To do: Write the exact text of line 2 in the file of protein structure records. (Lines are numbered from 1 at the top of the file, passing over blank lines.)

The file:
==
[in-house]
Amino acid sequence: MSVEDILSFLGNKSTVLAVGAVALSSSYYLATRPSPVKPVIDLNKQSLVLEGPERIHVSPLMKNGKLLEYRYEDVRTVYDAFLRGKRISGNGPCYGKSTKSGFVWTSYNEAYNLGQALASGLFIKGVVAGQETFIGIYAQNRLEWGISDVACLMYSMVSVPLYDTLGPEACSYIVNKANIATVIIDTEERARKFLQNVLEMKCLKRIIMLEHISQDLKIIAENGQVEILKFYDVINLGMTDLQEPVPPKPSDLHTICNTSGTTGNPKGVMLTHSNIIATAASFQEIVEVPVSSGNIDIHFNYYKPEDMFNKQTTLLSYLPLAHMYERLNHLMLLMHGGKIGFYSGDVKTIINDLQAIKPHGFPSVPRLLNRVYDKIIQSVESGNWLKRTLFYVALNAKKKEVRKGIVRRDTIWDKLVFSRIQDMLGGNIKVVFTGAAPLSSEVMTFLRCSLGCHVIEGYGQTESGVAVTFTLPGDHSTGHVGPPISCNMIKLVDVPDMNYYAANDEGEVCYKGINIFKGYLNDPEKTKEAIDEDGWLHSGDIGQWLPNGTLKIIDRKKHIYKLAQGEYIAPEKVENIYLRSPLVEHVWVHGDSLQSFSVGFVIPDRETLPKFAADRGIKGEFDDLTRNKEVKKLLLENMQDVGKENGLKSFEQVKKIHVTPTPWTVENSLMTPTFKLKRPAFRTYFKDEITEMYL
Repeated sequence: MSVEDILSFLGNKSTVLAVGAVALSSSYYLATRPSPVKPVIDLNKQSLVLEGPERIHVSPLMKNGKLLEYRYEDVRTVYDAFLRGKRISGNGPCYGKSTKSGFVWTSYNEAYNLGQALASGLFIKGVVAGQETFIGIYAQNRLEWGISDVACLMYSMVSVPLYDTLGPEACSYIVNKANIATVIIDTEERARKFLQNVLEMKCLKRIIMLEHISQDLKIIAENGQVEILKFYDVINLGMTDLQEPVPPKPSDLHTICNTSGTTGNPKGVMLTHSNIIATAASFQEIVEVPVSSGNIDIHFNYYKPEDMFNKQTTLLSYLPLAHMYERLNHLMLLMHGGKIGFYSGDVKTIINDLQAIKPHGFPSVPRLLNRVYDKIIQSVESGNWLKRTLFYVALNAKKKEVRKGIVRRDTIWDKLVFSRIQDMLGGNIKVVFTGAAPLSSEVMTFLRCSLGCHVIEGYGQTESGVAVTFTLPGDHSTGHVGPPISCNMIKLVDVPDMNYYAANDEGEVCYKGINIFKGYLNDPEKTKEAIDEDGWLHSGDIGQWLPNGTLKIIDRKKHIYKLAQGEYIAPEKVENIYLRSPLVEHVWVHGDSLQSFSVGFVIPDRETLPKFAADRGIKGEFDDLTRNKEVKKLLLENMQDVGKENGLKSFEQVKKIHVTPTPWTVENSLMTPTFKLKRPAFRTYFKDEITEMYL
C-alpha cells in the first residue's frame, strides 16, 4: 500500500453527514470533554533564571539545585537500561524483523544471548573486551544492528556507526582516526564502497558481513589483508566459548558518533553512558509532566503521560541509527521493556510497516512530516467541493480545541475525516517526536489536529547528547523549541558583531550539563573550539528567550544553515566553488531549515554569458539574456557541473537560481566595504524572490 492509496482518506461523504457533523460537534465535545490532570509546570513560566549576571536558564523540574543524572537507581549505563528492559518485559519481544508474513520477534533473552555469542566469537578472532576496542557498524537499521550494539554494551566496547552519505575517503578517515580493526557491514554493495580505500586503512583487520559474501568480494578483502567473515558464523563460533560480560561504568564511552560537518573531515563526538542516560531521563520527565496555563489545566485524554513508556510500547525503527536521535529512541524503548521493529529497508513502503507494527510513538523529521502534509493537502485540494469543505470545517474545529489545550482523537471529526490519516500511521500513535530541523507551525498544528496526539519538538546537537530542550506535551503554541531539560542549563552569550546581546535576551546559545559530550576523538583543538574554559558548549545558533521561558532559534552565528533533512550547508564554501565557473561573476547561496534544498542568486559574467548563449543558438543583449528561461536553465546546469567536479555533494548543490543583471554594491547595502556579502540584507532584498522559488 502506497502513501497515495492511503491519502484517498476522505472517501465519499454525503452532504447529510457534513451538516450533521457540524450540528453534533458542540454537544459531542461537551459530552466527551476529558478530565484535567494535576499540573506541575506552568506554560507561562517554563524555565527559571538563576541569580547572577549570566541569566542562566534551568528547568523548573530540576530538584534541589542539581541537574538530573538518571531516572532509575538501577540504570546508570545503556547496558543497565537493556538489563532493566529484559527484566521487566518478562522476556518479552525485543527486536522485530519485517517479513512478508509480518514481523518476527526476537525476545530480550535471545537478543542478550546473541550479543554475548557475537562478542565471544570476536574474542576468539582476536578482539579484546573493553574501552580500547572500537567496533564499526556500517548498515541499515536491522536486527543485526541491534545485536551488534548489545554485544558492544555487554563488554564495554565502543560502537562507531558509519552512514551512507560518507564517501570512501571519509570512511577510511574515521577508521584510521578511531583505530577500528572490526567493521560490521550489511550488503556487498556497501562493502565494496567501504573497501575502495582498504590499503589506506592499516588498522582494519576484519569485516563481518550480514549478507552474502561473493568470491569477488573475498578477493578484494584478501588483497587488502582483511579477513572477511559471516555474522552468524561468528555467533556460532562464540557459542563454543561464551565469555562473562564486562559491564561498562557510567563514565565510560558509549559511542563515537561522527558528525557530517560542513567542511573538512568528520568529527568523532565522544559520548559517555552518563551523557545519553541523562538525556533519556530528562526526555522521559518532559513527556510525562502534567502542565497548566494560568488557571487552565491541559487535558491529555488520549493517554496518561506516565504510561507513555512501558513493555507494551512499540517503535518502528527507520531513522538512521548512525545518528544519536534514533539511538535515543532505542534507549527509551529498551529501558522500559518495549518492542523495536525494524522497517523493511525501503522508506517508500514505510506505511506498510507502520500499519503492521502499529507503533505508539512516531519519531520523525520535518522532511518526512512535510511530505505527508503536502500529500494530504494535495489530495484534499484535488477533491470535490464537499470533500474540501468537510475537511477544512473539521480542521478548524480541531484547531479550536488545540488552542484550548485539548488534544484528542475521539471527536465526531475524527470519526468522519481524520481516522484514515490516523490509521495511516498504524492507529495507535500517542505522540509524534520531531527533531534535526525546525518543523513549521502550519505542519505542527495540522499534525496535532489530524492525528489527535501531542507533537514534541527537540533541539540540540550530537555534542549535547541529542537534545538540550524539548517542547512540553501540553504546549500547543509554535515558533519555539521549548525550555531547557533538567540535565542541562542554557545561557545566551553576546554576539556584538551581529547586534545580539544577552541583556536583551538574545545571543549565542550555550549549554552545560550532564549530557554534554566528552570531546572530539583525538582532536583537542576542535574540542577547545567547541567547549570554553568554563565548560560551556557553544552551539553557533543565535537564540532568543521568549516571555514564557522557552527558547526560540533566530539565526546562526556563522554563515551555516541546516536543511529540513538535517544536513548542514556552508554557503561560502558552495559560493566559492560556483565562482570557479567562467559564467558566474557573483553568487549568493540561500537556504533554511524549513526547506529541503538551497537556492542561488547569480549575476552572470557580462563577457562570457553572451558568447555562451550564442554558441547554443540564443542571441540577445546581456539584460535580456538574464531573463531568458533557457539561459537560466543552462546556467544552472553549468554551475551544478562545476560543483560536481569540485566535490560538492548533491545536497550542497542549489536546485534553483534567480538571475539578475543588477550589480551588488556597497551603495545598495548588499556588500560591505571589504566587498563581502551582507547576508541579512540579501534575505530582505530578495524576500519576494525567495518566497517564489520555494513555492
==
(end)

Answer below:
Amino acid sequence: MSVEDILSFLGNKSTVLAVGAVALSSSYYLATRPSPVKPVIDLNKQSLVLEGPERIHVSPLMKNGKLLEYRYEDVRTVYDAFLRGKRISGNGPCYGKSTKSGFVWTSYNEAYNLGQALASGLFIKGVVAGQETFIGIYAQNRLEWGISDVACLMYSMVSVPLYDTLGPEACSYIVNKANIATVIIDTEERARKFLQNVLEMKCLKRIIMLEHISQDLKIIAENGQVEILKFYDVINLGMTDLQEPVPPKPSDLHTICNTSGTTGNPKGVMLTHSNIIATAASFQEIVEVPVSSGNIDIHFNYYKPEDMFNKQTTLLSYLPLAHMYERLNHLMLLMHGGKIGFYSGDVKTIINDLQAIKPHGFPSVPRLLNRVYDKIIQSVESGNWLKRTLFYVALNAKKKEVRKGIVRRDTIWDKLVFSRIQDMLGGNIKVVFTGAAPLSSEVMTFLRCSLGCHVIEGYGQTESGVAVTFTLPGDHSTGHVGPPISCNMIKLVDVPDMNYYAANDEGEVCYKGINIFKGYLNDPEKTKEAIDEDGWLHSGDIGQWLPNGTLKIIDRKKHIYKLAQGEYIAPEKVENIYLRSPLVEHVWVHGDSLQSFSVGFVIPDRETLPKFAADRGIKGEFDDLTRNKEVKKLLLENMQDVGKENGLKSFEQVKKIHVTPTPWTVENSLMTPTFKLKRPAFRTYFKDEITEMYL